Tag Archive: backyard hens

How To Raise Chickens and Introduce New Chicks

My book “Just a Couple of Chickens” is about learning how to raise chickens the hard way… and these Cuckoo Maran chicks are riveted.

It’s true that chicken raising is easy, kind of,  – and it’s also true that chickens have a pecking order. And it can kill.

Once chicks are fully feathered and growing out of their brooder box, it’s time to figure out how to add them to the existing flock.

In the olden days, (and one modern day on our old farm) the hens would lay the eggs and hatch the chicks. The chicks would shelter in the hen’s body feathers for warmth and protection. She would show them good things to eat and protect them from the other chickens.

When we buy chicks, or hatch them in an incubator, we become the mother hen, and so the flock introduction falls to us.

No amount of counseling can change this aspect of chicken behavior and no chickens are exempt.
Not even ones that are really really sweet and kind.

In larger flocks, we chicken farmers fence off part of the coop with chicken wire and put the new kids behind the wire, with their own food and water. The flock can see and smell them, but not beat them up. We take advantage of the quiet and drowsy nights by putting the new hens in with the whole flock once everyone is roosting, but make sure we are up early enough to separate them before sunrise.

But there’s another possibility with very small flocks…

If the new hens are going into a flock with only a couple of other hens…
and IF the new hens are the same kind as the others (like not bantams with regulars)
and IF you aren’t trying to introduce some bizillion-dollar-rare-breed chick that you can’t afford to lose…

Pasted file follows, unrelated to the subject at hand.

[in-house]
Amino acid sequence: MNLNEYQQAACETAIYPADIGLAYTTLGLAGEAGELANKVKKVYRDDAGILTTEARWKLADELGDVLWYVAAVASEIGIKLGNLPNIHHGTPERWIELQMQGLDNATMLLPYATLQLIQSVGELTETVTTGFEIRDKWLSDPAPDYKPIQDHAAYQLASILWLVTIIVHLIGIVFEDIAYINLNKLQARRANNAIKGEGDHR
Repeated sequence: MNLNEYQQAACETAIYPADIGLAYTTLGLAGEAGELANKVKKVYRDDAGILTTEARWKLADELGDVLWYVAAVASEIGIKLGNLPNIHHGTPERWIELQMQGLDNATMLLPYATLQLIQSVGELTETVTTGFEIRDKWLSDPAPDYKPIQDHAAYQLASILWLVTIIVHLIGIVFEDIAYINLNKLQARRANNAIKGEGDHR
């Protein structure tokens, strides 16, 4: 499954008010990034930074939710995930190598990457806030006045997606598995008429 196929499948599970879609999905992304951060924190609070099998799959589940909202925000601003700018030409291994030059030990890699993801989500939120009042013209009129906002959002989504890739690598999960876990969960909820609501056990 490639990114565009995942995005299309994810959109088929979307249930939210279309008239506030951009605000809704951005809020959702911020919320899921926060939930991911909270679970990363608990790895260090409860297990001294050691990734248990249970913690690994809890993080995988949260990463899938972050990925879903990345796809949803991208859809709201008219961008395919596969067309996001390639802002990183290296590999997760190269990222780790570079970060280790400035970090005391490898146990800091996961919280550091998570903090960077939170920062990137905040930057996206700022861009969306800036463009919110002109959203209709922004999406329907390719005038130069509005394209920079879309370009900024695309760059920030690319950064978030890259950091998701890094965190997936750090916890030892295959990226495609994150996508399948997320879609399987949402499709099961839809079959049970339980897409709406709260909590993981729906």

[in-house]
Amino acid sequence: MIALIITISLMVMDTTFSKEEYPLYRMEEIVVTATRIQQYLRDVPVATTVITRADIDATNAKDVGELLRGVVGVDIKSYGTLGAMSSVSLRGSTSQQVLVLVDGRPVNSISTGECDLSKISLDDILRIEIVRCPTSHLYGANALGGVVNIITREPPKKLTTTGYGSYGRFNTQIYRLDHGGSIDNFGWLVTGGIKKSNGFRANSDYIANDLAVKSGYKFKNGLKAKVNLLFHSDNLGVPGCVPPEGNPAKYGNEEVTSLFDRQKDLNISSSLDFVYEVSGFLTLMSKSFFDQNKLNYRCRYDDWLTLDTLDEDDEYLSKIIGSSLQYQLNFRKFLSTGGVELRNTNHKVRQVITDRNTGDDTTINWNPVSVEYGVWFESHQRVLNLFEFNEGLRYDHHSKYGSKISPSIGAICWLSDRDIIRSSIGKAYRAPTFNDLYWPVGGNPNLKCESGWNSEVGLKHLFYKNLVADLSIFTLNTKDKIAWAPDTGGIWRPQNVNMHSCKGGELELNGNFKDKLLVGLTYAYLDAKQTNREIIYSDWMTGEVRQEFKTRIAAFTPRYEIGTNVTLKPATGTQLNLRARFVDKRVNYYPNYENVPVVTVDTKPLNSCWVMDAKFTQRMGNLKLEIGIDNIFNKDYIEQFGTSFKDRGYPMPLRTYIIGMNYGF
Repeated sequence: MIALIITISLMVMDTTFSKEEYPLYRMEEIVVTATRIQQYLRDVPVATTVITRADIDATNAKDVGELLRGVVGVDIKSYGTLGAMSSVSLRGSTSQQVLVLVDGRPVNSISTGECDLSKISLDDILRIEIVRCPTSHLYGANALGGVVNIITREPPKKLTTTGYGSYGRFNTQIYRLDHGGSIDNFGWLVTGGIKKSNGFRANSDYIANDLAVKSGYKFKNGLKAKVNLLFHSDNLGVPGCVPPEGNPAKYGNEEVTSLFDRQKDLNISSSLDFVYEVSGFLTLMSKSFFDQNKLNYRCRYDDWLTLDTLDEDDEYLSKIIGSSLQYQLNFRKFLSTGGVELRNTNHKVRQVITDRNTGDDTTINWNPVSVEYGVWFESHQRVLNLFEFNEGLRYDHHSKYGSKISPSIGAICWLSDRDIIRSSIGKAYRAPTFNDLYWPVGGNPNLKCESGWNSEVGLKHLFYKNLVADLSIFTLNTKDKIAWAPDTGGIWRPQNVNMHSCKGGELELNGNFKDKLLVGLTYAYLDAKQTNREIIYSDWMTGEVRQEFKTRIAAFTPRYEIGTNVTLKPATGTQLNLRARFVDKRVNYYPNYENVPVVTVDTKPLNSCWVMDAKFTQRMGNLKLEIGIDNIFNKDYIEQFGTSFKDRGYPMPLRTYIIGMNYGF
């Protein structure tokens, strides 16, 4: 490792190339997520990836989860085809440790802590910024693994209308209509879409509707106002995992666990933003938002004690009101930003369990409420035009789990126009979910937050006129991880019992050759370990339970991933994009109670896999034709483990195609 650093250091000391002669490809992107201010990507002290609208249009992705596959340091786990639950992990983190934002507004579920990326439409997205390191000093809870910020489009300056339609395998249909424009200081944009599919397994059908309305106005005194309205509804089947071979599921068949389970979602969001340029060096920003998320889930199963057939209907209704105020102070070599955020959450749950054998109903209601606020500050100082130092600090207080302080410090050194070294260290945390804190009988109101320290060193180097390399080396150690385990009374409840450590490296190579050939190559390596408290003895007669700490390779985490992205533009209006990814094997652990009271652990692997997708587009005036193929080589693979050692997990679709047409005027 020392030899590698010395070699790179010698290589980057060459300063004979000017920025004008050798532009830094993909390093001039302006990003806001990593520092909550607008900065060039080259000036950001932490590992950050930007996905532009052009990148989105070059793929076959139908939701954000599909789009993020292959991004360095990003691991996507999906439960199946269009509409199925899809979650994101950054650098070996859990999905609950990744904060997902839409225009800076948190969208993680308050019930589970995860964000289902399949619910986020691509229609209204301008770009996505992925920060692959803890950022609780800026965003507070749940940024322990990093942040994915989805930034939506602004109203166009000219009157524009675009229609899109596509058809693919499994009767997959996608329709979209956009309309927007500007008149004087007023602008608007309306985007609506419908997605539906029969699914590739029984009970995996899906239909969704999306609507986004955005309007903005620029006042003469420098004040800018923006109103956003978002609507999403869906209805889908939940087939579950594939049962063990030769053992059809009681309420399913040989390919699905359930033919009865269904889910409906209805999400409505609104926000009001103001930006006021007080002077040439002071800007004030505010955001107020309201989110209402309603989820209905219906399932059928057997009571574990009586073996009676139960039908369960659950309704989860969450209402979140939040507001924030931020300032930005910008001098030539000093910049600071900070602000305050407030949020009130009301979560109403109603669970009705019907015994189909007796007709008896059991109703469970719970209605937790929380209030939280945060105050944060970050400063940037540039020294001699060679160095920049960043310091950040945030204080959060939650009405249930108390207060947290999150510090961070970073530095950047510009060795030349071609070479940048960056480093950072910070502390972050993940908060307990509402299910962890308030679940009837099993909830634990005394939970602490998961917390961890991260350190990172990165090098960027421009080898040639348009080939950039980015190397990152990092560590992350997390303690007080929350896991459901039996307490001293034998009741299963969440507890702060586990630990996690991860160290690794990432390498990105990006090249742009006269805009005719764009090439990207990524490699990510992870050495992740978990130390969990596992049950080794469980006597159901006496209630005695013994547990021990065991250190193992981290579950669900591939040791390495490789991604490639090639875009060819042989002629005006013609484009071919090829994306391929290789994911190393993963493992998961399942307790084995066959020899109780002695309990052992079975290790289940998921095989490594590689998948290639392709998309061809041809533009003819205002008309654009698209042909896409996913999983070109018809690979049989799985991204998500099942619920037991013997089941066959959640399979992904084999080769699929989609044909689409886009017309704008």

Then it may be possible to just chuck them in, if you start the introduction at night…
and can give the flock plenty of room in the day…
and you can be present to dab wounds with vasoline through out the day…
and can give all the birds tasty and interesting things to distract them…

I know two backyard chicken farmers who have successfully done this, and one of them describes her method in her blog about frugal living – of which I am a big fan.

Managing the introduction carefully will pay off with happy, healthy, not-pecked-to-death chickens.


Pacific Northwest Poultry Association Winter Show 2012

The PNPA Winter Show is VERY worth the visit. Only an hour from Portland, Oregon, at the Oregon State Fairgrounds. It’s a great show!

The Pacific Northwest Poultry Association (PNPA) is holding their annual Winter Show this year in Salem, Oregon at the Oregon State Fairgrounds and that means…

Fairy Chickens!

also known as Modern Game Bantams….

Gorgeously, seriously, far-out weird chickens that I have fallen in love with.

We joined the PNPA when we first came to Portland in this way:  Andrew visited Pistils Nursery to see if they wanted to stock my book, Just a Couple of Chickens, in 2010. There he met Michelle Koppe, who is a chicken-networker-raiser-expert-healer of extraordinary skill. Michelle invited me to give a presentation at the PNPA monthly meeting, which I did – about the small business, called www.TheFeatheredEgg.com, that I started in Santa Fe, New Mexico to sell blown eggs and natural feathers from my chickens, which I had ordered in the mail… a bookworthy adventure. That’s what my book was about, and the PNPA gifted us with a membership and we were hooked. We attended their spring show, out in Stevenson, WA, and now their show is down in Salem, in the much larger venue offered by the state fairgrounds.

By attending these shows, masterfully presented by the PNPA, I learned what a good chicken show can offer.